We assessed the quality of life of 859 patients undergoing dialysis or transplantation, with the goal of ascertaining whether objective and subjective measures of the quality of life were influenced by case mix or treatment. We found that 79.1 per cent of the transplant recipients were able to function at nearly normal levels, as compared with between 47.5 and 59.1 per cent of the patients treated with dialysis (depending on the type). Nearly 75 per cent of the transplant recipients were able to work, as compared with between 24.7 and 59.3 per cent of the patients undergoing dialysis. On three subjective measures (life satisfaction, well-being, and psychological affect) transplant recipients had a higher quality of life than patients on dialysis. Among the patients treated with dialysis, those undergoing treatment at home had the highest quality of life. All quality-of-life differences were found to persist even after the patient case mix had been controlled statistically. Finally, the quality of life of transplant recipients compared well with that of the general population, but despite favorable subjective assessments, patients undergoing dialysis did not work or function at the same level as people in the general population.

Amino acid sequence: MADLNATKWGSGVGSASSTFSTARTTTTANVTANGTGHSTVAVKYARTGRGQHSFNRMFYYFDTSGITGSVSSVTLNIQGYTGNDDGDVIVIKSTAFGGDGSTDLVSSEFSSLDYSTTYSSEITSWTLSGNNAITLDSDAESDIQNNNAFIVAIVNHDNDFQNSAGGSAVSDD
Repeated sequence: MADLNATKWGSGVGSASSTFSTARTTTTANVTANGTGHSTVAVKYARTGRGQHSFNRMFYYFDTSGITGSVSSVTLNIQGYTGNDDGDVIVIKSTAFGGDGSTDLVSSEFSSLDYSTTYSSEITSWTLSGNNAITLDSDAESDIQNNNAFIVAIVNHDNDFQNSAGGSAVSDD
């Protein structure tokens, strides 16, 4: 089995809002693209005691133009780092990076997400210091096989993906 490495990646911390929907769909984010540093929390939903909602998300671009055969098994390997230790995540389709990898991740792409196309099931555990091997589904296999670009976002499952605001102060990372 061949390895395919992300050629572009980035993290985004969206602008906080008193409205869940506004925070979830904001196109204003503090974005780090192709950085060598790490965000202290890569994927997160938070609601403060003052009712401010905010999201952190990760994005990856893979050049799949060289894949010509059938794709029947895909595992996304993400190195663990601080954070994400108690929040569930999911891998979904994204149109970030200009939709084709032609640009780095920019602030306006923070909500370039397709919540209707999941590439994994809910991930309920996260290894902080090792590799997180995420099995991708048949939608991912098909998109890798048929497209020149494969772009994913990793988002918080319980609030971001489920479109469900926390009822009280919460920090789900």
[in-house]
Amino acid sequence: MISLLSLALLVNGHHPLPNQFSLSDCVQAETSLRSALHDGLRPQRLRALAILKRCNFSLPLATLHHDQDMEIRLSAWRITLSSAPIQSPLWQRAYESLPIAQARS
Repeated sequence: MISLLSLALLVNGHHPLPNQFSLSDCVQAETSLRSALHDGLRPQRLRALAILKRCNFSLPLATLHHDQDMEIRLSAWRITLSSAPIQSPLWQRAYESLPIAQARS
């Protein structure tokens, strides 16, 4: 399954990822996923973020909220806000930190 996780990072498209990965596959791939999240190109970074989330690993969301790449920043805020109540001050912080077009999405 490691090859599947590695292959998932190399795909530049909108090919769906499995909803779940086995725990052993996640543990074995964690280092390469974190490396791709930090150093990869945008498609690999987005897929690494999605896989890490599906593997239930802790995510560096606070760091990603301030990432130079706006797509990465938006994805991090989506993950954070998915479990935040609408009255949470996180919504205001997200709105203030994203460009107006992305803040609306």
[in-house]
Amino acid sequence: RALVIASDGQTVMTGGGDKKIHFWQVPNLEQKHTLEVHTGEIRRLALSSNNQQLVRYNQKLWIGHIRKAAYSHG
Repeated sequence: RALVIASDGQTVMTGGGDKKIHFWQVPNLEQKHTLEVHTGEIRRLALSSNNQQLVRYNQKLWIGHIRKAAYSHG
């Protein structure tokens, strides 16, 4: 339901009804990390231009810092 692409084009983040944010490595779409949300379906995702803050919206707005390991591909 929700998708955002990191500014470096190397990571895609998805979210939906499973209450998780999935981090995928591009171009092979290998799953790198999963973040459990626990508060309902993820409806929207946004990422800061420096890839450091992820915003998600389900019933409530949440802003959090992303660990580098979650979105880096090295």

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                Author and article information

                Journal
                J Lab Physicians
                J Lab Physicians
                JLP
                Journal of Laboratory Physicians
                Medknow Publications & Media Pvt Ltd (India )
                0974-2727
                0974-7826
                Jan-Jun 2012
                : 4
                : 1
                : 17-23
                Affiliations
                Kingston Public Hospital, North Street, Kingston, Jamaica
                [1 ]Department of Pathology, Faculty of Medical Sciences, University of the West Indies, Kingston 7, Jamaica
                [2 ]Department of Medicine, May Pen Hospital, Clarendon, Jamaica
                [3 ]Department of Postgraduate Studies and Teaching, Hermanos Ameijeiras Hospital, Havana, Cuba
                [4 ]Department of Medicine, Faculty of Medical Sciences, University of the West Indies, Kingston 7, Jamaica
                Author notes
                Address for correspondence: Dr. Lorenzo Gordon, E-mail: lorenzogordon@ 123456yahoo.com
                Article
                JLP-4-17
                10.4103/0974-2727.98665
                3425259
                22923917
                Copyright: © Journal of Laboratory Physicians

                This is an open-access article distributed under the terms of the Creative Commons Attribution-Noncommercial-Share Alike 3.0 Unported, which permits unrestricted use, distribution, and reproduction in any medium, provided the original work is properly cited.